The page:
THOMAS WILL EVENTUALLY BECOME A JIM MCGREEVEY REENTRY CLIENT — “Ex-Jersey City BOE Pres. Thomas could take plea deal in federal embezzlement case,” by Hudson County View’s John Heinis: “Former Jersey City Board of Education President Sudhan Thomas, also the ex-chief of the local employment agency, could take a plea deal in a case that accuses him of abusing both of his roles to embezzle money. ‘… An order granting a continuance of the proceedings in the above-captioned matter from March 15, 2023, through and including May 15, 2023, to permit defense counsel the reasonable time necessary for effective preparation in this matter and to allow the parties to continue plea negotiations,’ U.S. District Judge William J. Martini wrote on March 10th. ‘ … An order granting a continuance of the proceedings in the above-captioned matter from March 15, 2023, through and including May 15, 2023, to permit defense counsel the reasonable time necessary for effective preparation in this matter and to allow the parties to continue plea negotiations,’ U.S. District Judge William J. Martini wrote on March 10th.”

A SMALL OUTBURST — “Atlantic City, NJ mayor – Profane verbal attack vs. man suing him,” by WPG’s Harry Hurley: “The Atlantic County Democratic Convention had no drama whatsoever – that is – until Atlantic City Mayor Marty Small started throwing a lengthy, profanity-laced verbal attack towards John Devlin. … ‘It should be known that I paid for myself and a guest to support my political party. While exiting the convention, Mayor Marty Small completely ambushed me in front of the following people as follows,’ said Devlin. … ‘Mayor Small was yelling something to the effect of ‘you let any piece of sh** in this place?’, said Devlin. ‘As I was greeting other elected officials, Marty Small continued to verbally attack me. … ‘Marty Small continued acting out until I walked out the door. At no point did anyone in the crowd step in, except at one point Mike Suleiman said, ‘Enough Marty.’”

— “A.C. councilman facing federal charges is barred from contact with Callaways

DE-DECAMPED — “DeCamp to end commuter bus service to New York City from New Jersey,” by The New York Times’ Hurubie Meko: “DeCamp Bus Lines, which serves riders in Passaic and Essex Counties in northern New Jersey, announced on Monday that it would end its commuter service to and from New York City on April 7. The company, which has operated in the region for over 150 years, originally using canvas-topped stagecoaches, has struggled to retain commuters since the start of the coronavirus pandemic, with ridership now averaging 20 percent of prepandemic levels, according to a news release from DeCamp on Monday. Daily charter, shuttle and casino services will continue, the release said.”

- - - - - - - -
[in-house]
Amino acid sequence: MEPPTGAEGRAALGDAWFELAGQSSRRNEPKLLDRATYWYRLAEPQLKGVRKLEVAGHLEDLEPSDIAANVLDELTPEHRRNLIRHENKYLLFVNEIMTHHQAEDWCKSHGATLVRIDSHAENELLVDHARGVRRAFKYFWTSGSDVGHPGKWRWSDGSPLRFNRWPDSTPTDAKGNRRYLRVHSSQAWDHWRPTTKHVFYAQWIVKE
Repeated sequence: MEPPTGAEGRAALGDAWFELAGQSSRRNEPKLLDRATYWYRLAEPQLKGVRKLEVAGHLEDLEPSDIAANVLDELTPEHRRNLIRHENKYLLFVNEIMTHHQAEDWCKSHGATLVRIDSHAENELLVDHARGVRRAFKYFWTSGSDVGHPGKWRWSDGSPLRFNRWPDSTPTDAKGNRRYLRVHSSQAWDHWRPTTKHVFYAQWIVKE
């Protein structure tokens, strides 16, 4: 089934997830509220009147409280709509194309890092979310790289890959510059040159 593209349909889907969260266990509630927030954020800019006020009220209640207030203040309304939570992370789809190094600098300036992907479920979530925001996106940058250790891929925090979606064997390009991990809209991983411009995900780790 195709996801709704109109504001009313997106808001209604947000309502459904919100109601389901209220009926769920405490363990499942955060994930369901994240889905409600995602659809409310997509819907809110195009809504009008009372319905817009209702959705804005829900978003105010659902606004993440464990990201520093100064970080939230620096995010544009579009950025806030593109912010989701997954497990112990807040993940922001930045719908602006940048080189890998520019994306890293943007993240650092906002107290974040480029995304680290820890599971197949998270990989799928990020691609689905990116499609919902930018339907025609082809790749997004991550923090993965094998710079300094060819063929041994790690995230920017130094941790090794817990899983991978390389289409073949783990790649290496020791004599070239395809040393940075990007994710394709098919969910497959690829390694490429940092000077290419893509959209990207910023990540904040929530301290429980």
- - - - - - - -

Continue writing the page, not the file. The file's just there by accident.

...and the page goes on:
—“Jackson buying over 100 acres from schools, will preserve as open space

—“Parsippany Democrats enter race for three council seats, hope to break GOP majority

—“Jersey City groups seeking reinstatement of lawsuit to toss controversial ward map

MENTAL HEALTH — “Are guns, tasers and shields the best response to a mental health crisis?” by NJ Spotlight News’ Lilo H. Stainton and Bobby Brier: “When Paterson police arrived at a Mill Street apartment in response to a mental health emergency earlier this month, body-camera recordings show their interactions with Najee Seabrooks — who had locked himself in the bathroom with several weapons — were cordial and calm. “Let’s just give him some space and try and handle it the best way we can,” a patrol officer said. But by the time a trained police negotiator arrived, nearly two hours later, the apartment was filled with officers with helmets, shields and other protective gear, the video shows … [Bre] Azanedo, who worked with Seabrooks, said it has been hard for her to watch the video recordings. She noticed while the initial officers to respond treated Seabrooks with kindness — calling him ‘love’ and offering him water — the tone changed when the SWAT team showed up hours later. ‘The hostility, they created that,’ she said. The shooting death is also raising question about “use-of-force” training among police, as well as initiatives to involve mental health professionals in the response”

R.I.P. — “Clarence ‘Fuzzy’ Haskins, original member of Parliament Funkadelic, has died,” by The Asbury Park Press’ Chris Jordan: “Clarence “Fuzzy” Haskins, who was part of the foundation of the Parliament Funkadelic musical movement, died March 17, the group has announced. He was 81. … He had prominent vocals and creative input on landmark albums of the early ‘70s: ‘Funkadelic,’ ‘Maggot Brain’ and ‘America Eats Its Young.’ His bodysuits and out-sized glasses added to the outlandish stage appeal of the group.”

DUCK AND RECOVER — “Vineland veteran shares therapy ducks in nursing homes,” by News 12: “Jeremy Piatt is disabled and suffers from post-traumatic stress disorder. He and his fiancée started buying ducks to raise as emotional support animals. Now, Jeremy has about 30 ducks and he travels around the Garden State to share his beloved birds with older adults.”

—“Whistleblower lawsuit claiming New York Waterway polluted the Hudson River is dismissed

—“At Philip Roth festival, N.J. author’s complicated legacy is met with celebration and criticism

Sherri Crump

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How can law schools with history of bar pass issues get their rates above 75%?

Sat Apr 1 , 2023
Home Web First How can law schools with history of bar pass… Legal Education How can law schools with history of bar pass issues get their rates above 75%? By Stephanie Francis Ward March 16, 2023, 2:34 pm CDT Image from Shutterstock. The University of Dayton School of Law has […]